Friday, March 25, 2011

Reflecting on Public Forums, by Jim Buchy

Recently, I held three public forums, one in each county of the district. I was pleased by the willingness of nearly 450 constituents to discuss the issue of Senate Bill 5 and other bills, both for and against. Throughout this process I have been open with my support for this measure and will continue to explain what has led me to this position. The bill is currently in the amendment phase in the House and the ideas of constituents in this district have been relayed to my colleagues working on the bill.

The first event was at the St. Clair Memorial Hall where I was joined by Senator Faber, the local Greenville Education Association and other kind volunteers that allowed the event to take place without problems. At that event constituents were most concerned about dispute resolution provisions and administrator accountability. At that event we heard from many good people and it set the stage for success at the two latter events. The Coldwater event was met with an increased amount of displeasure most of which was fueled by residents of neighboring districts. The Coldwater event was hosted at the Coldwater American Legion by the Mercer County Liberty Group. The audience was comprised of interested constituents in favor and opposition to SB 5. In Coldwater it was evident that the existing provisions of step schedules and collective bargaining are not working for schools in my district. The constant pressure of national and state labor unions to ask for more from our tax payers is not popular amongst local public employees. The public employees of my district just want to be treated fairly and I am carrying that message to Columbus. The right of employees to organize is important and they should bargain for wages, hours, terms and conditions. However, we need increased accountability for administrators. At the final event in Eaton I was met by protestors in the rain. I invited them inside for the event and many came in. This event was held in the Eaton High School gymnasium. The discussion was lively and many people in the crowd reiterated they were interested in hearing what was happening in Columbus. I am dedicated to communicating with constituents by face to face meetings, phone calls, letters, emails and through columns such as this. I will continue to make every effort to hear the concerns of those who came to the forums or could not make it. If you are concerned about the reasons SB 5 is needed in Ohio or you have suggestions to improve the bill I want to hear them.

Soon, there will be changes offered-up to SB 5 in the House and I look forward to examining those changes. Currently, SB 5 will allow for public employees to collectively bargain for wages, hours, terms and conditions. It will remove step pay increases for all public employees and replace those pay increases by a locally determined merit system, except for teachers who will be paid based on a locally determined performance system. Public employees will continue to have leave time and will be asked to pay a percentage of their healthcare costs. We have viewed the Governor’s budget proposal and it is evident the local entities and state government need tools to manage labor costs. We cannot and will not balance this budget on the backs of the middle class. This bill and others will ask administrators to make wise decisions and cut costs universally. I consider these changes an important part of putting Ohio back on her feet and I hope you will too.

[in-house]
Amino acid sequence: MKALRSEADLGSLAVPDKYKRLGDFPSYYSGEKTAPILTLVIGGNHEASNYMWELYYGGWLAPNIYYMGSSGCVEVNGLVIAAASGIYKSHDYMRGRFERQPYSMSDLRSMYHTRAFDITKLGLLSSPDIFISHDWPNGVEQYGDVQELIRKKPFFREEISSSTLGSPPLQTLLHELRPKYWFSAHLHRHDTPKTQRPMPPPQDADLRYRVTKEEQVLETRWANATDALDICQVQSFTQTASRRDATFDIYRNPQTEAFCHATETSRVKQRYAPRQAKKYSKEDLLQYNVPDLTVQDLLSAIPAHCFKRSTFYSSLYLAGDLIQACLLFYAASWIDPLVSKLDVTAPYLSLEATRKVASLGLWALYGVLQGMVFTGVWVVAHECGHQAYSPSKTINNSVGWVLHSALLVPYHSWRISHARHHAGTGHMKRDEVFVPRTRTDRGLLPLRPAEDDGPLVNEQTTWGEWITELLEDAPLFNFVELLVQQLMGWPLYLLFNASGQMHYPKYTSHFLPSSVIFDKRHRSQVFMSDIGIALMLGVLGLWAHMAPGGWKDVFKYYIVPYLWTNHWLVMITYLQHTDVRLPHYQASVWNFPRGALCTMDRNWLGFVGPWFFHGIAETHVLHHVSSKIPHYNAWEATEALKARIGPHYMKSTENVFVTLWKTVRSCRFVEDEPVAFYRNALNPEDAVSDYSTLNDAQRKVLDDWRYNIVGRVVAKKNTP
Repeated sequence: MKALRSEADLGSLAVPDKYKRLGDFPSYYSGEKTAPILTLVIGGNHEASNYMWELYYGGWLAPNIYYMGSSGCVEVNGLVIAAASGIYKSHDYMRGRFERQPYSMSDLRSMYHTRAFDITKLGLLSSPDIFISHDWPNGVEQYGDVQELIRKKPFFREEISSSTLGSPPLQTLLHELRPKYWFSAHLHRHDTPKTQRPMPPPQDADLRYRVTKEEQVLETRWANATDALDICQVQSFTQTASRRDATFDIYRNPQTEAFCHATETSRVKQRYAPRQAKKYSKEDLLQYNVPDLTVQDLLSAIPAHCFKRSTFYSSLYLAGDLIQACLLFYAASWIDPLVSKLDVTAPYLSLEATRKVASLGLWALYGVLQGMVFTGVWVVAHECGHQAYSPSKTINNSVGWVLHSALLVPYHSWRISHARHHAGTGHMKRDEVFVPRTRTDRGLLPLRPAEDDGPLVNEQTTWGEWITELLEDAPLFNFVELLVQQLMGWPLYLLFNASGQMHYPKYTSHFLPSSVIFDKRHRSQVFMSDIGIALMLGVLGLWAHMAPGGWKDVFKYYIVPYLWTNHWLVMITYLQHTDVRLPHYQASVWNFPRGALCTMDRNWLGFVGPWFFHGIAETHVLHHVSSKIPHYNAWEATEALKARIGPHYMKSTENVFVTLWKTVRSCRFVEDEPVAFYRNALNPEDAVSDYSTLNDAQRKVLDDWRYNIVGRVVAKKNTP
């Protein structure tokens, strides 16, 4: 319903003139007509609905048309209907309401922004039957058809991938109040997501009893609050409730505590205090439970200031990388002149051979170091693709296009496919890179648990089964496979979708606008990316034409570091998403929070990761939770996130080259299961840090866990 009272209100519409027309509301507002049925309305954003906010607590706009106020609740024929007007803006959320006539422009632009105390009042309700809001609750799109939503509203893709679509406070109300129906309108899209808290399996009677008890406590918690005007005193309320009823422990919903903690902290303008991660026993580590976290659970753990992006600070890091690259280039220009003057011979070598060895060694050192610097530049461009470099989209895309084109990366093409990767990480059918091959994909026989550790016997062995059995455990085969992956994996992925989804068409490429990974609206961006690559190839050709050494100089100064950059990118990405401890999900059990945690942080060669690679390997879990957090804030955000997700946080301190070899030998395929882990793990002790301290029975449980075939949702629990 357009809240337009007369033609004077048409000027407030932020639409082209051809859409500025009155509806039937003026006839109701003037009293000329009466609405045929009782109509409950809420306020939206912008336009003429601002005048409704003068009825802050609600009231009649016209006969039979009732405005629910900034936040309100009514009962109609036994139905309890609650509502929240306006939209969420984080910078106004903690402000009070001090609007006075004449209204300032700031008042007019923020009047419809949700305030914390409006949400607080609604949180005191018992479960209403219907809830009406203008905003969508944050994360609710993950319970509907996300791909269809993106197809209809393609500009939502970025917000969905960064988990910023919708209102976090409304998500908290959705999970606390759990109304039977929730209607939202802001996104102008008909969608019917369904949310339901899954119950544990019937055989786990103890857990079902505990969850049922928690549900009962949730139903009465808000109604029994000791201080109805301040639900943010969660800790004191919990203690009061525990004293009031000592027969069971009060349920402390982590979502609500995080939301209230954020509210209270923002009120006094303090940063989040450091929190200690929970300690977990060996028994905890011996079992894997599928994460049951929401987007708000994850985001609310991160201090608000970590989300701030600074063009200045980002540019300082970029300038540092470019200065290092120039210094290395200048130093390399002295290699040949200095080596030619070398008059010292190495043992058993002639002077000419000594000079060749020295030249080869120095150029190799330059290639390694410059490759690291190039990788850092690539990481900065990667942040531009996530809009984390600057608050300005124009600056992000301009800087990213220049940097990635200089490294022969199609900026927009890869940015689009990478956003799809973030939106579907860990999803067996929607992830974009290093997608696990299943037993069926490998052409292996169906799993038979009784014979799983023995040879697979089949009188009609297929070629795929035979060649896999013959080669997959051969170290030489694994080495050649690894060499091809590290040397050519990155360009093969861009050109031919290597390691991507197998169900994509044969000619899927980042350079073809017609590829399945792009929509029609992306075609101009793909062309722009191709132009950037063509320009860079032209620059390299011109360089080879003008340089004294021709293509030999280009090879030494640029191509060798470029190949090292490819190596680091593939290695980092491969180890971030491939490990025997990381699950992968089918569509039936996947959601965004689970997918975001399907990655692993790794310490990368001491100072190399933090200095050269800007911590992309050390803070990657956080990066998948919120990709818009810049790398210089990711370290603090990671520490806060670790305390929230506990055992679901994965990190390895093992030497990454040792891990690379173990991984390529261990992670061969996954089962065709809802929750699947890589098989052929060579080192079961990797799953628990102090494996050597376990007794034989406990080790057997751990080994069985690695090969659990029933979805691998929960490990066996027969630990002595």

Ken Finton here. It has been years since we have talked. I agree with your efforts not to balance the budget on the backs of the middle class and asking that public employees contribute some more to their health care costs. However, I urge to to realize that we have more of a revenue crisis in this country than a spending crisis. Tax breaks to corporations are also in the plan, so look at these with a sharp pencil. Oil companies do not need tax breaks and subsidies. Also, the idea of privatizing the gold mine of revenue in the state liquor stores for a one time fee is about the most crooked and most stupid idea I have heard of in a long time. The governor has appointed himself as head of the new company that will take the place of the state liquor stores -- and this is not only a conflict of interests, but probably highly illegal as well. 200 million a year is raised in revenue from these stores and to trade steady income for a one time fee is absurd. Same with selling of turnpikes and such. That has been tried before and it does not work. Check out what happened in Australia when they did this!

    Take care and good luck with your new term.

  2. Today the Ohio legislature passed their union busting bill denying collective bargaining rights to public workers. Nine Republicans voted against this. I hope one was Jim Buchy, but there is no way t tell because Ohio does not let the voting records of the legislature to be posted online. So much for transparent government in Ohio. The bill that passed was passed on the back of the middle class. Ohio has a revenue problem like every other state and the Federal government. It is not taking in enough money. If a family finds itself with bills to high, it borrows money or someone else gets another job to bring in revenue. That is what the country and the state needs to do. Stop cutting essential services and eliminating jobs. Only a healthy and prosperous middle class creates a prosperous economy because they are the people who put their paychecks right back into their locality.


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